THE HAGUE, Netherlands — Royal Dutch Shell has installed its first electric vehicle (EV) charging stations in the United States, at Boston Logan International Airport.
Steve Bean, electric mobility manager for Shell, posted an image of two Shell Recharge branded EV charging stations on his LinkedIn profile page. “Shell Recharge now crosses the Atlantic. First U.S. site at Boston’s Logan Airport,” the post said.
Greenlots, a Los Angeles-based provider of EV charging and energy management software that was acquired by Shell in 2019, installed the 50-kW Veelfil-RT DC fast-charging stations, reported Australian EV news site The Driven. The units are manufactured by Tritium, an Australian firm. Gilbarco Veeder-Root, Greensboro, N.C., made a minority investment in Tritium in 2018 and sells the charging stations in the United States.
Tritium’s president of the Americas, Jeff Wolfe, is a former Shell executive, having worked in the major oil company’s Shell New Energies business. His charge has been to expand Tritium’s U.S. fast-charging network in key states and industry verticals.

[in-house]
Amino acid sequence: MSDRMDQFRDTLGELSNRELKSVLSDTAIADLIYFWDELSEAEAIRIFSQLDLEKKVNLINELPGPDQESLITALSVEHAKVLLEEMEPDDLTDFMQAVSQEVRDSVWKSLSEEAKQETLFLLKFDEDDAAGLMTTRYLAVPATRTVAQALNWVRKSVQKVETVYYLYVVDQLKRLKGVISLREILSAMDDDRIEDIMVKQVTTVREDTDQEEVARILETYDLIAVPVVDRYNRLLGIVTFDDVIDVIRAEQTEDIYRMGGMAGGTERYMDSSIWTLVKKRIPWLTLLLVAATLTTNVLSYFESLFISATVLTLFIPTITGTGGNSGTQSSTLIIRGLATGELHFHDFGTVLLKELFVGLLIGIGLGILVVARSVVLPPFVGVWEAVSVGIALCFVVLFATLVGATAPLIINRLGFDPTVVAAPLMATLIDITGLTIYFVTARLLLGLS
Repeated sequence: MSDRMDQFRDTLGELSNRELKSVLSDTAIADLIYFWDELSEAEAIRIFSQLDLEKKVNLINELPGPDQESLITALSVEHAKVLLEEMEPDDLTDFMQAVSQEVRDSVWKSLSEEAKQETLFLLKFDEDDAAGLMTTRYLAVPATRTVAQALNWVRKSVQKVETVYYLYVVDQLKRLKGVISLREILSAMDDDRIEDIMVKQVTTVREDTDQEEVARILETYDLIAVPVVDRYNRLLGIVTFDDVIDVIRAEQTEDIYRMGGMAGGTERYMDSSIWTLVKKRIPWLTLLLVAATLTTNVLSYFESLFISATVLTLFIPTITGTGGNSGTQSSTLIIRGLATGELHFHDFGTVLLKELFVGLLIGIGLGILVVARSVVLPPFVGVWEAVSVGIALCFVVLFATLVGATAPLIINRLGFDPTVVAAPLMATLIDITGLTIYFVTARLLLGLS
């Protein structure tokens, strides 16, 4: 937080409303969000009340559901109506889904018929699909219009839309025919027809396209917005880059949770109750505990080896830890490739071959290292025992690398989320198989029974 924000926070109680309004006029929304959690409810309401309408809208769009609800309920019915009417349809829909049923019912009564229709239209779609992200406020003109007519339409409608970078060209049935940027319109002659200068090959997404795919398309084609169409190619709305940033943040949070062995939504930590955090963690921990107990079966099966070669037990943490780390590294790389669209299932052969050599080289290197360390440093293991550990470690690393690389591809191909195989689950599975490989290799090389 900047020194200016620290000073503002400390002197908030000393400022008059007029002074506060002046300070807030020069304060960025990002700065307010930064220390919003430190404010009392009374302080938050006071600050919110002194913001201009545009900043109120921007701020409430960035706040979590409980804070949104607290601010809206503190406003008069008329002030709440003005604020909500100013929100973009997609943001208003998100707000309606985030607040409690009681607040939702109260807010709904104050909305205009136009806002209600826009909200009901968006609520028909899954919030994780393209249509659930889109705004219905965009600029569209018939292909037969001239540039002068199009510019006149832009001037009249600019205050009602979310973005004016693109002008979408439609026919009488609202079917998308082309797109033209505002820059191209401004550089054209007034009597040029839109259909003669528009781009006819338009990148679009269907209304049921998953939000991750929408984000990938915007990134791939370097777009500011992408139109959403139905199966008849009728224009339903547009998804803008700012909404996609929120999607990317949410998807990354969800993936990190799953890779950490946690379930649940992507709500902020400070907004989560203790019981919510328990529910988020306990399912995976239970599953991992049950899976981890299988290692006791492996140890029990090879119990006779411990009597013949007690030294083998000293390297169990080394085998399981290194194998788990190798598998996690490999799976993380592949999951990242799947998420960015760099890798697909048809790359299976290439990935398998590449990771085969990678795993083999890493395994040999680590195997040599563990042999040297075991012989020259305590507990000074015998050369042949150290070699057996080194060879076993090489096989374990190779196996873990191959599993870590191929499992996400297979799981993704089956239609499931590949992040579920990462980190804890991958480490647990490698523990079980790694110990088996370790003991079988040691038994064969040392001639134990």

Prior to this first U.S. installation, Shell, based in The Hague, Netherlands, had focused expansion of its Shell Recharge EV charging service in Europe, in partnership with Allego, an EV service developer. The service launched in 2017 in the United Kingdom and has since expanded to the Netherlands and Singapore in 2019.
Fellow major oil company BP has been making its own forays into EV charging, investing in FreeWire Technologies, a U.S. developer of fast-charging stations, and Israeli EV battery developer StoreDot in 2018. FreeWire specializes in mobile EV charging units, which BP has been testing in the United Kingdom and Europe. In 2018, BP acquired Chargemaster, the largest U.K. charging station network. It has since renamed the business BP Chargemaster, and in 2019 it opened the first in a nationwide network of EV charging stations planned for BP-branded sites in the United Kingdom.